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On the 8th of July 2014 The Global Health Network launched the Global Health Research Process Map, the first digital toolkit designed to enable researchers anywhere in the world to conduct rigorous global health research. It has the potential to revolutionise the current process, speeding new research and therapies to the patient and saving lives in the process. The event was a great success, with over 100 researchers, media and other interested people attending at the Wellcome Trust, Euston Road, London.
Videos from the event appear at the end of this article.
In a globally networked age, health and scientific research is drastically lacking in the regions where evidence to improve health is needed most and it is surprisingly disjointed and inefficient. Crucial evidence is not being generated because doctors and nurses lack research skills and support. Effort is also regularly duplicated or conducted using different criteria in different territories and studies, and sometimes it falls by the wayside from lack of simple resources and guidance on best practice. Researchers wanting to develop treatments of the future are hindered by the lack of access to a global network.
The Global Health Research Process Map is set to change all that. It’s an open-access internationally-available online resource that guides every process and method needed to initiate a health research study. For each step researchers and their staff are provided with the information, support and training that they need to successfully run a health study. Researchers will also gain the opportunity to engage with their peers along the way, aiding collaboration and the spread of ideas. The sharing of research methods allows researchers to learn from the experiences of previous studies and saves time and raises standards - this is possible because many steps and processes are similar, regardless of the design or disease area.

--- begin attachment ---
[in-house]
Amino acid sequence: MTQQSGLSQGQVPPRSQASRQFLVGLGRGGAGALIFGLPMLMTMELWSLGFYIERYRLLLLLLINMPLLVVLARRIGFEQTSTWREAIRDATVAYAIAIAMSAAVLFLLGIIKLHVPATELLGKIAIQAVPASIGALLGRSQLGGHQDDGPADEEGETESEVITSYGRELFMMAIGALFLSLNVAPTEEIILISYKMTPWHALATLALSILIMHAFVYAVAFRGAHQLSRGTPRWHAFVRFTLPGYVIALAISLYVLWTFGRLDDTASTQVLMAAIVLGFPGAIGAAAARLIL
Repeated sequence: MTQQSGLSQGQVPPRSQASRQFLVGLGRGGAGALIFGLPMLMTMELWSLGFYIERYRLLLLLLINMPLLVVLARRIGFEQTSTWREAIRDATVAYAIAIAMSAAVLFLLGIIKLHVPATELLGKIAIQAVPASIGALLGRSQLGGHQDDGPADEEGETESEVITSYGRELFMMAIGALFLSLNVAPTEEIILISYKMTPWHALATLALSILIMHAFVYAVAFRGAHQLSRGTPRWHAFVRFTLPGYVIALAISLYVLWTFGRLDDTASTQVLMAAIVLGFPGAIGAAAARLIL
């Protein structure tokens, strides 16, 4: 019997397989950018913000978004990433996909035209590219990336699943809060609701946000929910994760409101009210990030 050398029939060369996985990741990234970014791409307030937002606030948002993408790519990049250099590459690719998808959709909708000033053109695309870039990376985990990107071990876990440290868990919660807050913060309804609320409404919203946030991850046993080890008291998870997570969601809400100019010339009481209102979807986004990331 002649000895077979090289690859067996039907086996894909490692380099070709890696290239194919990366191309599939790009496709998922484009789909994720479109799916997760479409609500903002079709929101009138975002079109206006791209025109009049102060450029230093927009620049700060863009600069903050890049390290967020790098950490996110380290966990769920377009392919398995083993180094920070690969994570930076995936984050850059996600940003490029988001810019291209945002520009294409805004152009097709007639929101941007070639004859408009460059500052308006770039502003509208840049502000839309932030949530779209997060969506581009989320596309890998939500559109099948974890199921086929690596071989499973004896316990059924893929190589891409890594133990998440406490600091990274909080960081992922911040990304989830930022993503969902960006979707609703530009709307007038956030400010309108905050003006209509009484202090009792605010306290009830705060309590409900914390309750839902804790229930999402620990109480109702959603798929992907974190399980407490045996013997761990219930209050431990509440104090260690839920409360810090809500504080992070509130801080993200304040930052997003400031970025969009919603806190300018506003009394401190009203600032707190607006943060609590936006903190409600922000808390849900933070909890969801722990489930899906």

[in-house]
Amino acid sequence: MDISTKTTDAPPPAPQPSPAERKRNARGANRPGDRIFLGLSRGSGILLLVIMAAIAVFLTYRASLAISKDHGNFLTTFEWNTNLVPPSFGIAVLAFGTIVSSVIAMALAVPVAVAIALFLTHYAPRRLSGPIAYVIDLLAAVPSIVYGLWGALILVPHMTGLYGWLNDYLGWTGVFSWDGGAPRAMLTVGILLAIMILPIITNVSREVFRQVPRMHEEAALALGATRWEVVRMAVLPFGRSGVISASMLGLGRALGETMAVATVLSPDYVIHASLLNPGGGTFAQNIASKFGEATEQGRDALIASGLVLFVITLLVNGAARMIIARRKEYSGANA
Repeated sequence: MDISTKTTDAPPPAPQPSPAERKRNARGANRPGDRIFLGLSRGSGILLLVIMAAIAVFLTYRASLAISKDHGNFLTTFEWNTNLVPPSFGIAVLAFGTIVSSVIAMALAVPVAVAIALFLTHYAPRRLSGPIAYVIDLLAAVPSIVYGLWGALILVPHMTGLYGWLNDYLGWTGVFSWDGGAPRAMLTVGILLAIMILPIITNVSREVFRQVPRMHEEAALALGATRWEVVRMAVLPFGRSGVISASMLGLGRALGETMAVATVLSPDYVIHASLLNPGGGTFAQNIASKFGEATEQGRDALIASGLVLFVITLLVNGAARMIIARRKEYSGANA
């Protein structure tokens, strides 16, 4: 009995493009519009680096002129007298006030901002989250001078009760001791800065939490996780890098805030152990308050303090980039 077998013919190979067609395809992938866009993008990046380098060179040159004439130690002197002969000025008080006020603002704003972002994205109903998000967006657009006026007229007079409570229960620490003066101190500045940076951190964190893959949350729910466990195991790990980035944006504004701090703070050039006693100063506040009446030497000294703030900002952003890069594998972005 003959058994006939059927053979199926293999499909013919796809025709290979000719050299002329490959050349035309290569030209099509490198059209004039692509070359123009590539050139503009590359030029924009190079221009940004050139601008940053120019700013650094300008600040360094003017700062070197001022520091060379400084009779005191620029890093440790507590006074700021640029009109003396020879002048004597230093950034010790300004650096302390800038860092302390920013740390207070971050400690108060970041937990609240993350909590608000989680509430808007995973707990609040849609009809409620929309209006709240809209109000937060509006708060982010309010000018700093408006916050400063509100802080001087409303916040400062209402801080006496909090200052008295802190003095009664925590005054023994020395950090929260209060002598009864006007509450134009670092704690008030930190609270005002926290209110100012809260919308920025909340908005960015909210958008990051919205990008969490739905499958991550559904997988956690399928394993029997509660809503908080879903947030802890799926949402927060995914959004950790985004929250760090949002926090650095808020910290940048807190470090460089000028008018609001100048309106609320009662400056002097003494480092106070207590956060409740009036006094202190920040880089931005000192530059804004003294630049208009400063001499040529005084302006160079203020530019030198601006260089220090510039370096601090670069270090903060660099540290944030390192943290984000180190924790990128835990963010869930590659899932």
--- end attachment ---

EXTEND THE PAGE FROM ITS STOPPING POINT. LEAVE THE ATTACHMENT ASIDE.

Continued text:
The Global Health Research Process Map is the product of four years of best practice gathered and refined by the research community who use the pioneering Global Health Network to guide and support their effort to conduct research in challenging settings.
The launch coincided with an article in Nature Medicine (20, 694 (2014)) entitled "Website pools clinical trial forms for use in developing countries", published on the 7th of July 2014. Dr Trudie Lang also published on the Huffington Post, in "Harnessing the Digital Sharing Revolution to Save Lives". News of the launch was also picked up by the British Medical Journal (BMJ 2014;349:g4498) in a note titled "Digital map for global health researchers". A blog was also posted to The Lancet, "A 21st century upgrade for global health" by Gemma Bowsher, Nathan Post and Emelia Martin of Medsin-UK.
The Global Health Network launched the tool as part of an expert discussion on the theme of ‘harnessing the digital sharing revolution to drive global health research’, and videos from the speakers, as well as the Questions and Answers (Q & A) on the day are available below.
Launch Event Videos:
Dr Trudie Lang, Director of The Global Health Network - Introduction and Overview of The Global Health Research Process Map, Introduction of the panel
Dr Egeruan Babatunde Imoukhuede – Jenner Institute, University of Oxford - Realities of conducting Research in African Countries